Charlie Chaplin was a one-man revolution in film comedy. His acting was substantially different from the other comedians of his time, and in this post, I am going to explain one of the ways he was different. I include a complete video to show animators some of Charlie’s best moments, and what can be learned from them.
Chaplin was trained to act for the music hall stage by Fred Karno. Karno was a detail-oriented taskmaster. He knew how to pace a program for maximum effect. When Chaplin went to work in films for Mack Sennett, the productions there were quite different. The marching orders were for lots of big action. The actors were told to give the first take everything they had and move on to the next shot. This resulted in short films that were at times frantic. Eventually, Chaplin was able to get control of his own films, and slow things down. He started doing multiple takes, searching for just how to act out a scene. Part of Chaplin’s great skill was his ability to focus and hold the attention of the audience. Often this meant emphasizing just one part of his body.
Others have noticed this. Actor and author Dan Kamin wrote:
The secret lies in the extraordinary articulation of his body. His movement is hypnotic to watch both because it flows so well and because it is so selective. Quite often only one part of Chaplin’s body moves at a time.
I have assembled a video with examples of how Chaplin would get laughs by this method. I break it down to his head, shoulders, hands, feet, and his butt. As you watch the video, you may notice that when Chaplin is animating his legs or shoulders or whatever, often, there is very little else going on around him. The idea is to focus the audience on him, then focus the attention further to just one part of him. Please enjoy the video, and read further for even more about Charlie.
By the way, on the topic of Chaplin’s butt, Oscar-winning actor and director Roberto Benigni said.
Charlie Chaplin used his ass better than any other actor. In all his films his ass is practically the protagonist. For a comic, the ass has incredible importance.
The essential lesson from the video is “Less can be more.” I want animators and others to keep this in mind as an option, NOT as a rule. That’s why I’m not using the better-known phrase “less is more.” This was the style Chaplin created for himself. He would often have his adversaries “work big” and he, by contrast, would use more skill. It was the well thought out performance that made him a star.
There will always be plenty of room for big acting in cartoons!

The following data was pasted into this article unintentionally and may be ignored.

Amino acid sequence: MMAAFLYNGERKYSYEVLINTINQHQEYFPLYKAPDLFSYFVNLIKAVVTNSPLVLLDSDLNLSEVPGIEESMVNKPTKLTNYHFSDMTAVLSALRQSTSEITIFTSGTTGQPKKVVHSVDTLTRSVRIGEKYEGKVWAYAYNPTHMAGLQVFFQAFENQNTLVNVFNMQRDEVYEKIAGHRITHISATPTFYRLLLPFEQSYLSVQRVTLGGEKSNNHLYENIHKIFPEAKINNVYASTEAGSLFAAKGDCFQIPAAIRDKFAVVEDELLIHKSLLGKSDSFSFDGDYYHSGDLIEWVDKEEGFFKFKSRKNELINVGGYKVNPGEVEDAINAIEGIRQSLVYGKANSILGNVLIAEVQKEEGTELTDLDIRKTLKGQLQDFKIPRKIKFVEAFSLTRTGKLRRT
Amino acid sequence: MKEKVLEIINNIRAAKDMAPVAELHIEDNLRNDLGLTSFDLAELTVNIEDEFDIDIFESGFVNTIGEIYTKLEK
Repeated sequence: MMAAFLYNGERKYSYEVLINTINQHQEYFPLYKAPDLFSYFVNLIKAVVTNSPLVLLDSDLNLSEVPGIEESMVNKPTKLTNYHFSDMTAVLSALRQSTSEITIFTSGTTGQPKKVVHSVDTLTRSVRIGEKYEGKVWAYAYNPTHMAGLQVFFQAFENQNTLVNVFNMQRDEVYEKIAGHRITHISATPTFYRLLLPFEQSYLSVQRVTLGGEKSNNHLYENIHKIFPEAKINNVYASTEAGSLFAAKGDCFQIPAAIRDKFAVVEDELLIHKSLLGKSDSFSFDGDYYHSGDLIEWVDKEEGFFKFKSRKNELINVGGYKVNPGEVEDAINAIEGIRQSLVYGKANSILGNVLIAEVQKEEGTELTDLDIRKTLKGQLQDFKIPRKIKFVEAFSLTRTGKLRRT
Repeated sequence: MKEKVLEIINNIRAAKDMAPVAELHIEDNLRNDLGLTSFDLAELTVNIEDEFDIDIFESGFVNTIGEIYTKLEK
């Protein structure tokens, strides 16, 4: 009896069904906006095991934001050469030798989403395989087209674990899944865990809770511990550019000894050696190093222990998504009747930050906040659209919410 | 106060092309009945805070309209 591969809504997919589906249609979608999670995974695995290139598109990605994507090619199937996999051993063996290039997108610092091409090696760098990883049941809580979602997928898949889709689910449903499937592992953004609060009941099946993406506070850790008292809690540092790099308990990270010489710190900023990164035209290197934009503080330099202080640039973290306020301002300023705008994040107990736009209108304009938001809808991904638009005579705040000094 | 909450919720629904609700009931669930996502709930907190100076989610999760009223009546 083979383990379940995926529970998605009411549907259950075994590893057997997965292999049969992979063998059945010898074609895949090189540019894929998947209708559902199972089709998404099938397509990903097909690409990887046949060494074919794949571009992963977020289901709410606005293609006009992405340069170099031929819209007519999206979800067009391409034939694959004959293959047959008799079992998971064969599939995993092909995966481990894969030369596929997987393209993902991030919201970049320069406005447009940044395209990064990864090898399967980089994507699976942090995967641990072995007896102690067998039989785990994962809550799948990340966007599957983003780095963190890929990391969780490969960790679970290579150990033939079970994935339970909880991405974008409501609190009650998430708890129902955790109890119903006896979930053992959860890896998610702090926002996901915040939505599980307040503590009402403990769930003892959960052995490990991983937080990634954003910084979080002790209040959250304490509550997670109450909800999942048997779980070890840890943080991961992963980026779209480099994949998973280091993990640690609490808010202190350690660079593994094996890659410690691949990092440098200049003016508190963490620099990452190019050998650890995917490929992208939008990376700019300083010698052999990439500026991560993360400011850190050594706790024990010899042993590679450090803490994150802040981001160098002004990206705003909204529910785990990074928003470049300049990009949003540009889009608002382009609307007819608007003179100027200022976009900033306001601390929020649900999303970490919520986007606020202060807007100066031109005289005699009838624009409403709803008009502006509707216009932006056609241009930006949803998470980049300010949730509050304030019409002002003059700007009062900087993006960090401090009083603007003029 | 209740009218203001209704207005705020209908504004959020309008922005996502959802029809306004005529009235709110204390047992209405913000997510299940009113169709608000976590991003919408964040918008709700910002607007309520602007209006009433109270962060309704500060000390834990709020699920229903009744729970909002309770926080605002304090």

Chaplin had a few signature behaviors. Everybody knows the funny walk, the mustache wiggle, and the cane twirling. But you can’t maintain an audience with only that. He continually worked to create fresh comedy. He stayed flexible and developed a whole array of methods to do that. When he did recreate a gag, he would always endeavor to improve it.
Chaplin hardly rehearsed at all. He would work things out with the camera rolling. Over many many takes, he would distill his performance down to its essential idea, and try to express that idea in the most effective way. There is no better way for animators to develop their skill than to shoot reference video. And don’t just do one take! Do it as many times and as many ways as you can. experiment! Have someone help you with feedback. Recognize what is working, and isolate the important bits.
Take an ordinary action, and do it in an unusual way. Chaplin will go through normal routines, but he will put a little extra energy or thought into it. Small things become bigger. He’s that guy you see in the restroom who washes his hands like he’s going into surgery. You can’t help but notice. Chaplin wants you to keep watching him.
If you are doing something expressive, doing it a different way might be confusing to the audience. In those cases, you can just exaggerate it, or repeat it enough times to make it ridiculous. That’s an easy answer, and Chaplin knew to not do that too much. It would get old quickly and lose its effectiveness, so it was just one tool in his toolbox.
Play to the audience, even when your back is turned. Chaplin had one walk when facing the camera, and a different walk for when he was going away from it.
Chaplin will sometimes alter his performance in order to get fresh laughs. The video has examples of Chaplin acting drunk, and one of them is significantly different than the others.
Charlie Chaplin was a major star. He was allowed to do the singular things to get the laughs. Traditional acting instruction, such as method acting, will not teach this. Stanislavski’s goal was to create performances that feel natural. Much of what Chaplin does, is unnatural. Of course, unnatural acting is not always funny. In fact, it often isn’t funny. The skill lies in making the behavior seem normal for that character. Once the audience believes in him or her, then it’s magic.